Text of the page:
The image that sticks most in my mind from the uniquely disruptive political year that was 2018 is of Angela Merkel with Horst Seehofer on the balcony of the Chancellery building. The chancellor, a glass of white wine in her hand, has turned her back and is stalking away from her rebellious interior minister, as though he were a dog she’d just caught going through the kitchen garbage can. The wind has ruffled her normally perfectly styled hair. She looks unhappy, tired, old.
To be fair, Merkel had every reason to be a tad disheveled, having spent many a late night negotiating with Seehofer and her other coalition partners over one-stop holding centers for migrants, so-called “Anker” centers, versus transit centers — an issue that threatened for a few summer weeks to bring down her government and was immediately forgotten when a suitably face-saving compromise was found.
Nonetheless, this press photo was a disconcerting sight for anyone who has ever come close to the chancellor in person. I’ve witnessed her testify for five straight hours in front of a parliamentary investigative committee only to decline with a confident smile when asked if she’d like a break. For Merkel stress was always like water off a duck’s back. Until 2018.
It’s easy to see the image of an exhausted, exasperated Merkel seemingly stamping away from Seehofer as a metaphor for German democracy. If a current article in The New Yorker magazine is to be believed, one major reason Merkel decided to run for a fourth term in office in 2017 was because she felt the world needed a counterweight to US President Donald Trump. If so, 2018 was the year the moderate chancellor and the political establishment she embodies began to groan and crack under that burden.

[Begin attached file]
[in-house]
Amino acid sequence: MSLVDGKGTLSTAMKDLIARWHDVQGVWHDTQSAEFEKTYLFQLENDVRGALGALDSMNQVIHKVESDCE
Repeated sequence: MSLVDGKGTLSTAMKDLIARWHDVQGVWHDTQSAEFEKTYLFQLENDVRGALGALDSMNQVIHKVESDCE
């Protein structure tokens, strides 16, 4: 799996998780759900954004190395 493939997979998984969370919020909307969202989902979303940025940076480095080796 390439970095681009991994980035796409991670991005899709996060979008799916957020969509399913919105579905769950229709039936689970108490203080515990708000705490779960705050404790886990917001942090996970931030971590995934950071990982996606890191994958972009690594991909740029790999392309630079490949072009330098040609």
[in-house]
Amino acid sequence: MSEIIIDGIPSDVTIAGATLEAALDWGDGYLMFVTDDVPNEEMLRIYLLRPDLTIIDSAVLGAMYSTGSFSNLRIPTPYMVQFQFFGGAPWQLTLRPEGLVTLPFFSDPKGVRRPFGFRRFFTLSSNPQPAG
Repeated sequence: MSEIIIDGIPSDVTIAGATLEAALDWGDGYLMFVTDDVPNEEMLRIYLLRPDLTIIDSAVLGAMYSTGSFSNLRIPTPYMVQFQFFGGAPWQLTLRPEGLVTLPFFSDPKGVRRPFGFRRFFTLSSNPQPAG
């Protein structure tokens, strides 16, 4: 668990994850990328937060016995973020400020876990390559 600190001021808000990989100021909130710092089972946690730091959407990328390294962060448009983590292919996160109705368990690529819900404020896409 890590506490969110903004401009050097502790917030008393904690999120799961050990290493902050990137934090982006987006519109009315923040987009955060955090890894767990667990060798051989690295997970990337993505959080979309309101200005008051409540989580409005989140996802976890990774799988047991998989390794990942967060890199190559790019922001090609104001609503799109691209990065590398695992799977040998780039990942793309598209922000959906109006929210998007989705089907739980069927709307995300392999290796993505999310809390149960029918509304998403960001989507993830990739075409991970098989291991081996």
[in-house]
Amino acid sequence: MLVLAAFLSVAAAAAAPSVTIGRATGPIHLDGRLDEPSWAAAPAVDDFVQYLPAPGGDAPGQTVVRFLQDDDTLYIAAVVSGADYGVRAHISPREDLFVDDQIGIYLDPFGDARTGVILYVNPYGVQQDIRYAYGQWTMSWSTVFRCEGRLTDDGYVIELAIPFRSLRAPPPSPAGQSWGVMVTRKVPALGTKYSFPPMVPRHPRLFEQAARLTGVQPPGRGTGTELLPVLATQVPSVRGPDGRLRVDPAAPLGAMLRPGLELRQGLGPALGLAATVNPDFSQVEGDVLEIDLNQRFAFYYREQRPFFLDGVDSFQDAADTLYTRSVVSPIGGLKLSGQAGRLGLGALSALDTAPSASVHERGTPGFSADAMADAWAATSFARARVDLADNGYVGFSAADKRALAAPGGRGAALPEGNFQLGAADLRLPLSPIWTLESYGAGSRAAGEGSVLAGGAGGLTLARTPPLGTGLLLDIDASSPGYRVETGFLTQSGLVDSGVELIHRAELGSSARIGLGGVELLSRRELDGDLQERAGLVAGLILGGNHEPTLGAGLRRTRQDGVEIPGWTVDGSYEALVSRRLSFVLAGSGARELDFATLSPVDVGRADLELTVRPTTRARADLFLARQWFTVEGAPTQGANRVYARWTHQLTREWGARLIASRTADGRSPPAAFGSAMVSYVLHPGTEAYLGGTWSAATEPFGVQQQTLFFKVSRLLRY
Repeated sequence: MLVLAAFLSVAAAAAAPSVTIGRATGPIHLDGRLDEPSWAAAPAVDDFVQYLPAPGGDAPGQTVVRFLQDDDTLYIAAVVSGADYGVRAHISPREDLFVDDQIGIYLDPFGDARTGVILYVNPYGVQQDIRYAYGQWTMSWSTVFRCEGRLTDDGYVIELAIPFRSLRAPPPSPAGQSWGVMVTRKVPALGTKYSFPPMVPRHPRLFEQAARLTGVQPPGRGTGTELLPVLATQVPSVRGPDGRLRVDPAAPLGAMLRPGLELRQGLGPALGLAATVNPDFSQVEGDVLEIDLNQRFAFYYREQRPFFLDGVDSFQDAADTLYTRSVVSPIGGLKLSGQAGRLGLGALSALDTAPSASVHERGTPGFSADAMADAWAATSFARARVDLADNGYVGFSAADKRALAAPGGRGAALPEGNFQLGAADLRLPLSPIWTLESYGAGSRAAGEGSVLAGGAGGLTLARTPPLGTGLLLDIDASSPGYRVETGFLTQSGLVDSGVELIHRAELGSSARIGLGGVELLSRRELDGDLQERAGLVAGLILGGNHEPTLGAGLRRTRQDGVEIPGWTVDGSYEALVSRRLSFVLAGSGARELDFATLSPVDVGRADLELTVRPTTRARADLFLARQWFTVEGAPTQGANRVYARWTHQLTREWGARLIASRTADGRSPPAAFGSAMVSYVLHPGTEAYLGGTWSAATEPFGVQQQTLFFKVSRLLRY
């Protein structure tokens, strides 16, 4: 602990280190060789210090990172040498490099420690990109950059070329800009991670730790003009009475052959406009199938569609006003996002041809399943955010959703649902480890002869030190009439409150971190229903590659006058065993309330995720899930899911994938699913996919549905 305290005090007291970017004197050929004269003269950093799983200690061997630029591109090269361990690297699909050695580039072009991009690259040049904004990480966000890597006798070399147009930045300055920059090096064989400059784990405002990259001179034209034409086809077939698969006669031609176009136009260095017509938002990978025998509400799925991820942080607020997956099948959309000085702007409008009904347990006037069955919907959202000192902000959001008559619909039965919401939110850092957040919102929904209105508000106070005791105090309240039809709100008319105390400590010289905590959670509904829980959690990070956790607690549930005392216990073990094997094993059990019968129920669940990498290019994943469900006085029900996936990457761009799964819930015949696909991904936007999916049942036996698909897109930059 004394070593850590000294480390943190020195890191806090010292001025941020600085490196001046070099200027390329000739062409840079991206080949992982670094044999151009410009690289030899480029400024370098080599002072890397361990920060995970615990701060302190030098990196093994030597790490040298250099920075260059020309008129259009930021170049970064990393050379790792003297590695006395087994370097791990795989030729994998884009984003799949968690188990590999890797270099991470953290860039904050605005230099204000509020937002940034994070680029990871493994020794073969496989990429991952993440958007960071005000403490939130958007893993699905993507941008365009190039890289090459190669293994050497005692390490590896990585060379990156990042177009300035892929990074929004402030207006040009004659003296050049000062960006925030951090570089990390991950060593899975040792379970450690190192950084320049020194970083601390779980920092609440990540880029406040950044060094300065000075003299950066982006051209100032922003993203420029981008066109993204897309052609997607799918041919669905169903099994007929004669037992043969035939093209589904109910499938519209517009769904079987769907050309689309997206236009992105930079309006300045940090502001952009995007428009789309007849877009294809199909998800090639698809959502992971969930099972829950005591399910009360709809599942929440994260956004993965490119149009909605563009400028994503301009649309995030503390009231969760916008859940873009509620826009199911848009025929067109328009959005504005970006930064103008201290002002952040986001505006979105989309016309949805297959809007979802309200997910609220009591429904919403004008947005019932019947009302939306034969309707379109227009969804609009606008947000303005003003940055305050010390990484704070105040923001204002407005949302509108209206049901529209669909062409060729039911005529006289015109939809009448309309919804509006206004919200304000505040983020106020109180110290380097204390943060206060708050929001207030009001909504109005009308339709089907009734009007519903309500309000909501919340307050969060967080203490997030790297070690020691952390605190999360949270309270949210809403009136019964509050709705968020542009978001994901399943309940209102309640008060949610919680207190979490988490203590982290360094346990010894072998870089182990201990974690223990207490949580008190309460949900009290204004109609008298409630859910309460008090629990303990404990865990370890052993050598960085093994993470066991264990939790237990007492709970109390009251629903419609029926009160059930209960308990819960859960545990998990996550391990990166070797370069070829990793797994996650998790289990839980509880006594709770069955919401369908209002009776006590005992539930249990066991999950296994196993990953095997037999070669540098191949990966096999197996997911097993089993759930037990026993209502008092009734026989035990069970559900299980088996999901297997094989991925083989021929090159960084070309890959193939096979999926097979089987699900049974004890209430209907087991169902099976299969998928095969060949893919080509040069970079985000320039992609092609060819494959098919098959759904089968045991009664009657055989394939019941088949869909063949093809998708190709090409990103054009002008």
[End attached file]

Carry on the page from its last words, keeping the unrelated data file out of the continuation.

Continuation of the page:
The incipient dissolution of the SPD
The irony is that much of the political disruption in Germany was due to factors beyond the control of a chancellor whose preference — indeed whose whole political brand — is to remain above the fray. Merkel spent the first months of 2018 doing something familiar: negotiating a third centrist grand coalition with the Social Democrats (SPD). But a funny thing happened on the way to a deal. The SPD began to disintegrate.
It started with then-SPD Chairman Martin Schulz flip-flopping on whether Social Democrats would form another Merkel-led government and whether he himself would serve in it. As a result, he was out of a job only a year after winning the party leadership by a unanimous vote, and the SPD dipped below 20 percent in the polls.
The spearhead of the campaign against the proposed…